Boeing is formally launching a high-density variant of the 737-8 aircraft, part of its 737 MAX family, following a firm order for 100 aircraft worth over $11 billion from European low-cost carrier (LCC) Ryanair.

The new version, called the 737 MAX 200 and first revealed by Boeing at this year’s Farnborough International Air Show, will seat up to 200, though Ryanair will configure it with seating for 197. The carrier, which also evaluated the competing Airbus A320neo, will take delivery of its first -200 in 2019.

The variant will become available once the final versions of the three main 737 MAX models—the –7, -8 and -9—are developed and certificated. The current schedule calls for the 737-8 to be certified first in 2017, the 737-9 in 2018 and the 737-7 in 2019.

“This is the aircraft we have been waiting for 10 years now,” Ryanair CEO Michael O’Leary says. “It marks a step change in Ryanair’s efficiency and, given we are already the most efficient airline in Europe by a considerable distance, it may hasten an era of a new price war in Europe which like other price wars Ryanair will win.”

The airline currently operates an all-Boeing fleet of 300 737-800s; it says it also remains committed to taking the 180 additional Boeing 737-800s it ordered last year in a deal valued at $15.6 billion. Fueled by this influx of aircraft, O’Leary says Ryanair’s fleet will grow to 420 in the next five years and to 520 in a decade.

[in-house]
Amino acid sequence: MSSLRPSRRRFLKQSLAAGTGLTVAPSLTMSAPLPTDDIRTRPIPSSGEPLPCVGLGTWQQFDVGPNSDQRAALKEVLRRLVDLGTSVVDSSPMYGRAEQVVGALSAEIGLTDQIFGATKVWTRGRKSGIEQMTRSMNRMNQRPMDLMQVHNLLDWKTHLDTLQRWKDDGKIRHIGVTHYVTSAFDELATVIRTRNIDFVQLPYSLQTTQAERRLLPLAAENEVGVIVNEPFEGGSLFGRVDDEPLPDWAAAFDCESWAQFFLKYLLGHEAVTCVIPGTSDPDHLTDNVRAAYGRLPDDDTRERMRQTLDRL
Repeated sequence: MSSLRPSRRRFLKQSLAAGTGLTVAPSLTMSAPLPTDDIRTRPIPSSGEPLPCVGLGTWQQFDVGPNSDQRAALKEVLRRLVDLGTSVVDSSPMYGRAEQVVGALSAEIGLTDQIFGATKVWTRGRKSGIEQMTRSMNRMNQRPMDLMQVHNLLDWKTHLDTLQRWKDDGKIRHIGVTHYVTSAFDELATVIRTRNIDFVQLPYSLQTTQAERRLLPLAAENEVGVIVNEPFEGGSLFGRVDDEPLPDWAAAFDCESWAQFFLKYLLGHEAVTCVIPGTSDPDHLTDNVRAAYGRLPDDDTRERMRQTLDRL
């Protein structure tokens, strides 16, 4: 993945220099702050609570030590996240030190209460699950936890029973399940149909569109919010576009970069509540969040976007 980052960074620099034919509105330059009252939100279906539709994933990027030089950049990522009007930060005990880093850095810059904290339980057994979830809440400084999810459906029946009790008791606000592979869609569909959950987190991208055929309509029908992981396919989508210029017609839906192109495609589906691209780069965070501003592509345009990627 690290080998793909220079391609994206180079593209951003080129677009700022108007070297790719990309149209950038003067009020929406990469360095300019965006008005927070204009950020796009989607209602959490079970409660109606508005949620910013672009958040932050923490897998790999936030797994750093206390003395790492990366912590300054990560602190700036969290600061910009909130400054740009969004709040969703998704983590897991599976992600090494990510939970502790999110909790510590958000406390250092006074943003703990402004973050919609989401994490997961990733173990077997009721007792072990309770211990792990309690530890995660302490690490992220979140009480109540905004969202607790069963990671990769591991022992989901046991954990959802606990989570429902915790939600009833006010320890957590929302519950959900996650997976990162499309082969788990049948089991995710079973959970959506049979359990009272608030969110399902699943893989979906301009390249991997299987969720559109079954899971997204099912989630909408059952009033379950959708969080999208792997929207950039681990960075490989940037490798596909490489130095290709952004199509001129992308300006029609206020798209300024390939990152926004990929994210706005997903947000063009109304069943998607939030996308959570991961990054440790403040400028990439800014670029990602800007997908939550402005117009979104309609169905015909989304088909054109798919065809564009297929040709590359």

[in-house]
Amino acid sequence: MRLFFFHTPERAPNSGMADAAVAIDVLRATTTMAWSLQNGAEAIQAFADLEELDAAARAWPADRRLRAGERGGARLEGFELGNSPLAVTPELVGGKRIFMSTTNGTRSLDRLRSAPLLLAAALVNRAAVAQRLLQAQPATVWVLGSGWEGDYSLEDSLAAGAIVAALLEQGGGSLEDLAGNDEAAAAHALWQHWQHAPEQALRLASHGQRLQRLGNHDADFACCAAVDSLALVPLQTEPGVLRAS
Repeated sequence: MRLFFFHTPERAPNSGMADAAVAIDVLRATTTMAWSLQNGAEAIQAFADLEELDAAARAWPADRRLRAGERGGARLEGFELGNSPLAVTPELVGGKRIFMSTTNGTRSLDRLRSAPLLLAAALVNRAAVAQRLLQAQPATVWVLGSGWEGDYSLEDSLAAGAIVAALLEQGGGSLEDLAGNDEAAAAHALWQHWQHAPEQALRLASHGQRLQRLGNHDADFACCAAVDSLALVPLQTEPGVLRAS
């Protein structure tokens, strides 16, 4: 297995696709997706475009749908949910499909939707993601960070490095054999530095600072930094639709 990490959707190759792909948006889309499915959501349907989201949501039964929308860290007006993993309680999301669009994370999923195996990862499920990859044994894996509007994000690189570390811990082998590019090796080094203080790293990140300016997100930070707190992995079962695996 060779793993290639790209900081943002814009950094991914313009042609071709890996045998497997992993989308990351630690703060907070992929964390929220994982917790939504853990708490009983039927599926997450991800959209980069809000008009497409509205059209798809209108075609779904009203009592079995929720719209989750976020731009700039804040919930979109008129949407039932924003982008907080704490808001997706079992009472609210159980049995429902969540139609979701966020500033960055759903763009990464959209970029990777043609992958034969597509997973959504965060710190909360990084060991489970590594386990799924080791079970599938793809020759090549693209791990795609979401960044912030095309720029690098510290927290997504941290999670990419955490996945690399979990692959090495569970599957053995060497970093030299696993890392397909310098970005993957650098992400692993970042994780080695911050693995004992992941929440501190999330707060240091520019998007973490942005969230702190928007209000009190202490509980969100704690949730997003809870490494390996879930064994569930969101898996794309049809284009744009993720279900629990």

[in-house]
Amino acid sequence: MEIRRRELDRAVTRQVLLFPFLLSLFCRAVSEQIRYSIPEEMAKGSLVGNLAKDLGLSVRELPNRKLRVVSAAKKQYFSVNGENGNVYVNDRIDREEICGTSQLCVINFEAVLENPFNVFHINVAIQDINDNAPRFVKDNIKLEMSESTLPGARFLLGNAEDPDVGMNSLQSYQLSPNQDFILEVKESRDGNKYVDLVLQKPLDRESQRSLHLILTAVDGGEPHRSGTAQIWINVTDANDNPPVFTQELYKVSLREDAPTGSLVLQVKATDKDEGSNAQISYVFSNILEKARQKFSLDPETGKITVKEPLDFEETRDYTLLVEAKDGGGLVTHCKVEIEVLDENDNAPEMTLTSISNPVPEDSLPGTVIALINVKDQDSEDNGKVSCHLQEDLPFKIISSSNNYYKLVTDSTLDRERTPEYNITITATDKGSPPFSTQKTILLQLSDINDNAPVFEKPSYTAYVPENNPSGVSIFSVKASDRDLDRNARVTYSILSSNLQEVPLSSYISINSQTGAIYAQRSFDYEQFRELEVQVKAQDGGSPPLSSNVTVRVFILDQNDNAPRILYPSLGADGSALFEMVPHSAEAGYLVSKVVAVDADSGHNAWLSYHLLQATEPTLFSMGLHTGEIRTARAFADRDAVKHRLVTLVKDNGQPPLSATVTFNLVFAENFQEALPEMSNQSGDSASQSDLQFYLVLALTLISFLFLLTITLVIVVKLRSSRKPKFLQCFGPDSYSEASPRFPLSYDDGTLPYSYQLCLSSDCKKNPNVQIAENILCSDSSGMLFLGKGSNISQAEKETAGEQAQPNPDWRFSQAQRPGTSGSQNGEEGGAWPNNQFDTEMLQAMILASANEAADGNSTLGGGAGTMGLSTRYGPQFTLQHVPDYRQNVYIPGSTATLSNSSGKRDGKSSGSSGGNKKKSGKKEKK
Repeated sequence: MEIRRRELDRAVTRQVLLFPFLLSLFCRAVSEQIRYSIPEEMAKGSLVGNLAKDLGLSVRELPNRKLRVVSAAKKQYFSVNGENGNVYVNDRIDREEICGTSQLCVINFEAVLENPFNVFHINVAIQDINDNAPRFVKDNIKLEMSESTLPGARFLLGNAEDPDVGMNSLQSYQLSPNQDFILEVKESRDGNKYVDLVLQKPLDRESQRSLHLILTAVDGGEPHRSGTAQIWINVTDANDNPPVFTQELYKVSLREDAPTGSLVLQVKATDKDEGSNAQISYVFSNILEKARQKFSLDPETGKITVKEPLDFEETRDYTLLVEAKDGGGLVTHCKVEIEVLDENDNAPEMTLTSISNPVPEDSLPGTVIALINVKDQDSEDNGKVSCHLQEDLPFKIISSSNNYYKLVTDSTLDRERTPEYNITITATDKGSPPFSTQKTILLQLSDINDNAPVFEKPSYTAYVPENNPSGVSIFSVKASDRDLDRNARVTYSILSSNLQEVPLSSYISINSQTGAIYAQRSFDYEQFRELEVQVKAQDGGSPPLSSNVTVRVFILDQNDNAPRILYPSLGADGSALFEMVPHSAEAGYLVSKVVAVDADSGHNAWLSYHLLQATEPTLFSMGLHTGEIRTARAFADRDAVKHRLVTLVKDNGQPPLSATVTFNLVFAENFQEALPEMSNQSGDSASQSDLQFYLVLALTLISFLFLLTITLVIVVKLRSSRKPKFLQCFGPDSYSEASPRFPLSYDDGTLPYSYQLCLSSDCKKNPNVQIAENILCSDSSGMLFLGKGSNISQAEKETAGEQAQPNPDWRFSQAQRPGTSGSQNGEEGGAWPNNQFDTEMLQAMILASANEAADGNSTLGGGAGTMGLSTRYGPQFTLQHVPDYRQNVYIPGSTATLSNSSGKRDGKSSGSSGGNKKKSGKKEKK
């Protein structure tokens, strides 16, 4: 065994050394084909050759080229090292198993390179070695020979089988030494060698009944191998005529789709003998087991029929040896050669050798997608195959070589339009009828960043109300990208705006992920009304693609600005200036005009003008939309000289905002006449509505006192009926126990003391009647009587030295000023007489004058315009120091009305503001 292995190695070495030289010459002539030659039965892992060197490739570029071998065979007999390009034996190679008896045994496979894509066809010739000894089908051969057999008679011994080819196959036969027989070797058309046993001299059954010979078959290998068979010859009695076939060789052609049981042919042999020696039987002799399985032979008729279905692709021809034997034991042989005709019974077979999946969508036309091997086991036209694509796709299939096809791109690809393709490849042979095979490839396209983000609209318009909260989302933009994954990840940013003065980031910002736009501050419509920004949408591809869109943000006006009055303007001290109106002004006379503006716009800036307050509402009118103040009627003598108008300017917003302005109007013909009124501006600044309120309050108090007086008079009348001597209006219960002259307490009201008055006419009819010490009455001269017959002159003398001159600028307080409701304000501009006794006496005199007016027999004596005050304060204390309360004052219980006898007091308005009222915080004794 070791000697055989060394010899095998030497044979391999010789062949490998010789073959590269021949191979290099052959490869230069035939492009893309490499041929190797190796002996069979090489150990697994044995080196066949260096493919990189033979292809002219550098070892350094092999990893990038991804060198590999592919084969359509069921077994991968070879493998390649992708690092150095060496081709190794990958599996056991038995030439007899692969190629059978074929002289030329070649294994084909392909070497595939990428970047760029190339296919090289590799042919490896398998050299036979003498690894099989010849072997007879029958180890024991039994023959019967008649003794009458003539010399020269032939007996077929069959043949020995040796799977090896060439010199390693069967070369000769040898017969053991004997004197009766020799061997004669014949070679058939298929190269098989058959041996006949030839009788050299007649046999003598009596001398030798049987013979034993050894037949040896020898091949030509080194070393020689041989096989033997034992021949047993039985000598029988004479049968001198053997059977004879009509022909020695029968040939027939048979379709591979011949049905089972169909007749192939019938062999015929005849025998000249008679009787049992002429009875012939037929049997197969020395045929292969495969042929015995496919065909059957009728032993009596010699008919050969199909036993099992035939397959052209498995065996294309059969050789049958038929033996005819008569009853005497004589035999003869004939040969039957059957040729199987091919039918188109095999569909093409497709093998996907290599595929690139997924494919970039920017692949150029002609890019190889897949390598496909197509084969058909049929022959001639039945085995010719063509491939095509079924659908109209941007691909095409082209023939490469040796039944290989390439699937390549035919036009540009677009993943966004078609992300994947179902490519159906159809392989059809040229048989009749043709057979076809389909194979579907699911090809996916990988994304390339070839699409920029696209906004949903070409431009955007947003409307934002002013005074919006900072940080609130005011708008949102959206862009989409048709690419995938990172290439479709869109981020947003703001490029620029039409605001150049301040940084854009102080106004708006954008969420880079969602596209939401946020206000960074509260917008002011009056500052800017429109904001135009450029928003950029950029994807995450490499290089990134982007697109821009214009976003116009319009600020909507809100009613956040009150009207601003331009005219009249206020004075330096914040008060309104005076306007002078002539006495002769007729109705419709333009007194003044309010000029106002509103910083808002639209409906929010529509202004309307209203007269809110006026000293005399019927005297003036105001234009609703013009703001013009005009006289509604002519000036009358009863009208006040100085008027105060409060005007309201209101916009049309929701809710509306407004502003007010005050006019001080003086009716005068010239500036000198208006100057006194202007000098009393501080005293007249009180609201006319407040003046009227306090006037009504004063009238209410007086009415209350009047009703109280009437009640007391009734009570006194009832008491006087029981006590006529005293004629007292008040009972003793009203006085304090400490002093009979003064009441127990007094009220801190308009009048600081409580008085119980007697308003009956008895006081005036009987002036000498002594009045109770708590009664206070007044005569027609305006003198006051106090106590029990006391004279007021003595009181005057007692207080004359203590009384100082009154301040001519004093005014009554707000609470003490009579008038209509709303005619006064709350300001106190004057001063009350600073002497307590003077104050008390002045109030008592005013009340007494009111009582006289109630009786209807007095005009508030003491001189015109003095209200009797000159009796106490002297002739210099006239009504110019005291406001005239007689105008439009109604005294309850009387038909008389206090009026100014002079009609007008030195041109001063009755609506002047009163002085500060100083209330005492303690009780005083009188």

“The extra seats will generate about $1 million per aircraft that will flow through to the bottom line,” O’Leary says. “I think it is truly a game-changer aircraft and indeed will change the game in Europe over the next 10 years as we double in size.”

Boosted by the expanding fleet, Ryanair plans to grow from around 80 million passengers per year to more than 150 million passengers over the next decade. Deliveries of the MAX 200 will run from 2019 to 2023.

The new order, which includes options for 100 aircraft,  increases Boeing’s net order total for the year to 1,041 and boosts the MAX firm order backlog to 2,319. Firm orders for the A320neo, launched around eight months before the MAX in December 2010, have now climbed to 3,257.

The minor-model derivative will incorporate the mid-fuselage, extra-passenger exit door of the higher-capacity 215-seat Boeing 737-9, in order to satisfy regulatory safety emergency-evacuation requirements. The modification provides capacity for up to 11 more seats than offered by the standard configuration of the Boeing 737-8, though Ryanair’s configuration will be based on eight additional seats. Added cabin capacity will be generated by removing elements of the aft galley and installing slimline seating.

Although trip costs will take a slight hit of around 1% compared to the standard 737-8, the MAX 200 “will have 5% better operating costs,” says Boeing Commercial Airplanes Vice Chairman and CEO Ray Conner. “We have the opportunity, depending on configuration, to lower operating costs by 20% (compared to the current 737-800), so it’s a big deal for our operators, and in particular for low cost carriers around the world.”

Although largely driven by Ryanair’s requirement, Conner says the decision to offer the derivative at this relatively late stage in the MAX program was taken at the top levels within Boeing.  

“We got a lot more comfortable with where we are, and as performance has continued to improve over the course of year,” he says.


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